Published On: Tue, Jun 11th, 2013

New courses needed to meet emerging challenges – Prof. Osazuwa

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For faculties of pharmacy in Nigerian universities to meet emerging health challenges in the country, and the world at large, the introduction of relevant courses like Pharmaceutical Biotechnology, Drug Logistics Studies, Pharmaceutical Gerontology and Geriatric Drug Studies is inevitable, Professor Emmanuel O. Osazuwa, dean, Faculty of Pharmacy, University of Benin (UNIBEN) has said.

The dean, who spoke to Pharmanews in an exclusive interview, hinted on the ongoing curriculum review in his faculty, and efforts being made at introducing relevant courses, which will enhance the faculty and other pharmacy schools meet emerging health challenges.

“In fact, a review of our curriculum is going on presently. Here in Benin, efforts are being made to introduce new but relevant courses such as Pharmaceutical Biotechnology, Drug Logistics Studies, Pharmaceutical Gerontology and Geriatric Drug Studies. These courses are inevitable, if we are to meet emerging health challenges.”

The don, who submitted that the courses are well structured in the curriculum, however stated that it is imperative to review it from time to time, in order to keep up with new trends in the profession.

Having trained abroad and one who has been teaching pharmacy students in Nigeria for the past three decades, he asserted that pharmacy students are more stressed in Nigeria by the work-load than those trained in England. “Our curriculum is overloaded but can be excused by our peculiarities and level of development.”

Speaking on the progress made so far in the faculty, since he took over the leadership, he said numerous achievements have been recorded, so far. Some of the achievements listed include: the possession of a purpose built faculty building, provision of a borehole (which was donated to the faculty by his humble self), prompt availability of examination results,  reduction in  examination malpractices, decrease in  failure rates at the faculty examinations, improvement in staff strength, renovation of laboratories, among others.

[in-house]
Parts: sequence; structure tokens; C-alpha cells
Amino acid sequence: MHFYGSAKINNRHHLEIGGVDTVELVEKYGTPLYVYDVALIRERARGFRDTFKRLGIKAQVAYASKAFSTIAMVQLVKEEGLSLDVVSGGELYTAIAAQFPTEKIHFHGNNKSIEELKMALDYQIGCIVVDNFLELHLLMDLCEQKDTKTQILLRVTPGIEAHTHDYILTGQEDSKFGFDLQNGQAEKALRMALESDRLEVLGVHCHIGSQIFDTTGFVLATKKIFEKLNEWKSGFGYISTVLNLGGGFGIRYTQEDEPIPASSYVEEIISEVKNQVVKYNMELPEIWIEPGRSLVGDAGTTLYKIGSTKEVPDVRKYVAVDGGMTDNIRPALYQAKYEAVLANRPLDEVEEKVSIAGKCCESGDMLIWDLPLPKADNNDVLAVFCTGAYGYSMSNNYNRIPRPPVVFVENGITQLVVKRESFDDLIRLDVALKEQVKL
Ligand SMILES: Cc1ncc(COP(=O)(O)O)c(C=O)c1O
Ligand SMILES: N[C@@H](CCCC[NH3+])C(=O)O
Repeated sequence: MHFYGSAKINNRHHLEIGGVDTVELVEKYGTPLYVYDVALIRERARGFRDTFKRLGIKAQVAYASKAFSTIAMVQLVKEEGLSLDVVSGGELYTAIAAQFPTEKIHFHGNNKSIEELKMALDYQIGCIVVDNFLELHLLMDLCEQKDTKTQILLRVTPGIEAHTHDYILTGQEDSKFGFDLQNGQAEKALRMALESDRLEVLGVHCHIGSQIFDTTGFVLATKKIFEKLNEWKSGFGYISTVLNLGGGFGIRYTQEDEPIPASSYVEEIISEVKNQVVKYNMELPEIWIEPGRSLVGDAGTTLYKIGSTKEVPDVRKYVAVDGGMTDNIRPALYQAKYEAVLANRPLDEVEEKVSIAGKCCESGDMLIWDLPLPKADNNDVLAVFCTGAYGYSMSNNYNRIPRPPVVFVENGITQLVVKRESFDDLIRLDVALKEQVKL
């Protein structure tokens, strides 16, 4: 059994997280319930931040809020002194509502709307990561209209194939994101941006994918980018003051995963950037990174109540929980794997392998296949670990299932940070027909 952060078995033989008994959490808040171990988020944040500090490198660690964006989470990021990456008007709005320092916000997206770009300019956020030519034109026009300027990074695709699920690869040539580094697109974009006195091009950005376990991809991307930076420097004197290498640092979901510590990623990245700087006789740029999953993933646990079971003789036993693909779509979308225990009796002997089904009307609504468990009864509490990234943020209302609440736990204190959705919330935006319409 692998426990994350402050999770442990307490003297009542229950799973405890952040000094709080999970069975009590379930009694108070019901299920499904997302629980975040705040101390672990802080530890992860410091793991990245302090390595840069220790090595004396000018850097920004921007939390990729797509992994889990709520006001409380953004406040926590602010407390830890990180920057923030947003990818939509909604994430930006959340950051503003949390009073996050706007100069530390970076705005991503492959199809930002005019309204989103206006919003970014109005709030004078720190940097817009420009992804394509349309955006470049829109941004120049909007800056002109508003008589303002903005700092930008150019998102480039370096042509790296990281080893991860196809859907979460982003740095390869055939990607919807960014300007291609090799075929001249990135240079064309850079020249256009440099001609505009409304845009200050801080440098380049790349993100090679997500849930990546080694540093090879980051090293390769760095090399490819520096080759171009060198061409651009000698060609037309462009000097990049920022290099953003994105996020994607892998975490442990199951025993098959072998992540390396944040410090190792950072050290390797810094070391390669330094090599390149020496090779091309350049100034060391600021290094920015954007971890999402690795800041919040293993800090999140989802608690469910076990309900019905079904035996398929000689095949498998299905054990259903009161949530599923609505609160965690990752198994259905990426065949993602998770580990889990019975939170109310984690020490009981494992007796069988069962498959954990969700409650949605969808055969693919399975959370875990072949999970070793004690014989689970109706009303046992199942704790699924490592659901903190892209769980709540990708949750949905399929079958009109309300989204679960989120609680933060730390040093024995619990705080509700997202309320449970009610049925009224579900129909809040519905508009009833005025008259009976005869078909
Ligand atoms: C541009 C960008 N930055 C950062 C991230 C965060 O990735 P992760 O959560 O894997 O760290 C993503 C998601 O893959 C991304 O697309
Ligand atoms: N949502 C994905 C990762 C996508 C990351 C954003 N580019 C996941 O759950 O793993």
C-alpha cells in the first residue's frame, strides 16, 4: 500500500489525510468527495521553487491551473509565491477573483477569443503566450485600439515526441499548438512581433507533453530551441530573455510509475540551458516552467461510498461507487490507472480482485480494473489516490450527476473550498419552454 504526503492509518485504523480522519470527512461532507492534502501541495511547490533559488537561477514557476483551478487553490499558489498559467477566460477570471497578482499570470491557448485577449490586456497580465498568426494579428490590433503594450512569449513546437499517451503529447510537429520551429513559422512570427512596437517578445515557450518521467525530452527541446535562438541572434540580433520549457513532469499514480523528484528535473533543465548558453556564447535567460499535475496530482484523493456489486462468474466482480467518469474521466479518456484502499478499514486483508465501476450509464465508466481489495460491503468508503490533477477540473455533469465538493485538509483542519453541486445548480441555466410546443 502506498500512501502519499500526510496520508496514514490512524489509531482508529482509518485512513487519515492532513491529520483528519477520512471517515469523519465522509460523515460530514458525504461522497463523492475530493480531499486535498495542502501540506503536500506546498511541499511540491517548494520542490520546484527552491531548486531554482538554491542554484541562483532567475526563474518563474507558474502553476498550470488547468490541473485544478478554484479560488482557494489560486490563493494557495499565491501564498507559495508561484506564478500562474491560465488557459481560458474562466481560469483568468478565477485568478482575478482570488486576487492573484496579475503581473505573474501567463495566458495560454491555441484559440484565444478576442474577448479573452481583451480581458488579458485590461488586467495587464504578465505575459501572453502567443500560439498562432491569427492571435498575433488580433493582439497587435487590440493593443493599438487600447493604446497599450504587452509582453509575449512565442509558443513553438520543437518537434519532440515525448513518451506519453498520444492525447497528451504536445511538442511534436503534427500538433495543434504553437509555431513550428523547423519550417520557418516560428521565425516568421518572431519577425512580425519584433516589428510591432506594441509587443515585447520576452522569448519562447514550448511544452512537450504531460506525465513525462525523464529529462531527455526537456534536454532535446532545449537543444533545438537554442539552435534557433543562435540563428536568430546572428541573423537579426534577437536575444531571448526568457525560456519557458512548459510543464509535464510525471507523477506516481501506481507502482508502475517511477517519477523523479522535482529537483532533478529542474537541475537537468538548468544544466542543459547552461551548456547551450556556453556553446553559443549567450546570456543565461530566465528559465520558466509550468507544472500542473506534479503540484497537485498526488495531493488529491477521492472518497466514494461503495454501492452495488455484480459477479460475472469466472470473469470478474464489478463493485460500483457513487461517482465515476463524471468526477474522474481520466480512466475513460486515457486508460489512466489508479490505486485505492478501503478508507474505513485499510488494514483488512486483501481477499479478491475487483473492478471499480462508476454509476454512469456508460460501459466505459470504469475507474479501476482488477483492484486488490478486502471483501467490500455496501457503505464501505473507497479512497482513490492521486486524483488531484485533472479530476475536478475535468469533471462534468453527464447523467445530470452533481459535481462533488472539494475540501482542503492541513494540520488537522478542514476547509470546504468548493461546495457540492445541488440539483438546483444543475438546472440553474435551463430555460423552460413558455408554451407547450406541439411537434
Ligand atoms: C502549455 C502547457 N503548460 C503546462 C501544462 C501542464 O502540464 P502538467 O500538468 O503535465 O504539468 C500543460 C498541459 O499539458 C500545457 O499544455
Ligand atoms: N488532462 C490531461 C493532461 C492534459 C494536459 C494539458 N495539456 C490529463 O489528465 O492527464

Asked about the faculty’s role in teaching the students ethics, he noted that the faculty has been encouraging good ethics, discipline and good moral character among students, to the extent that a student cannot graduate, if found wanting in learning and character. “The majority of our graduates are well behaved. It is only natural to expect a few bad eggs in the population.”

To all students of pharmacy, the don advised them to work hard at their studies, in order to graduate as pharmacists, as and when due. He also urged all pharmacists to embark on good pharmacy practice, as well as embrace the new trend of patient care and update knowledge, as often as possible.

On his choice of pharmacy as a career, he revealed that he was fascinated early in life by the ability of pharmacists to produce drugs, medicines, remedies etc. from natural or artificial sources. It is amazing what knowledge pharmacists have of live-saving drugs.

Speaking on his academic attainment, he said he was trained at the  Edo College, Benin City, the University of Ife (now OAU), Ile-Ife and the University of Manchester, England, where he bagged B. Pharm, M.Sc and Ph D degrees.  “Before now, I held several faculty and university positions, including assistant dean; faculty examinations officer; faculty admissions officer; member of several faculty and university committees; chairman, Pharmacy Students Disciplinary Committee; chairman, Post University Matriculation Examination (PUME) and others.”


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New courses needed to meet emerging challenges – Prof. Osazuwa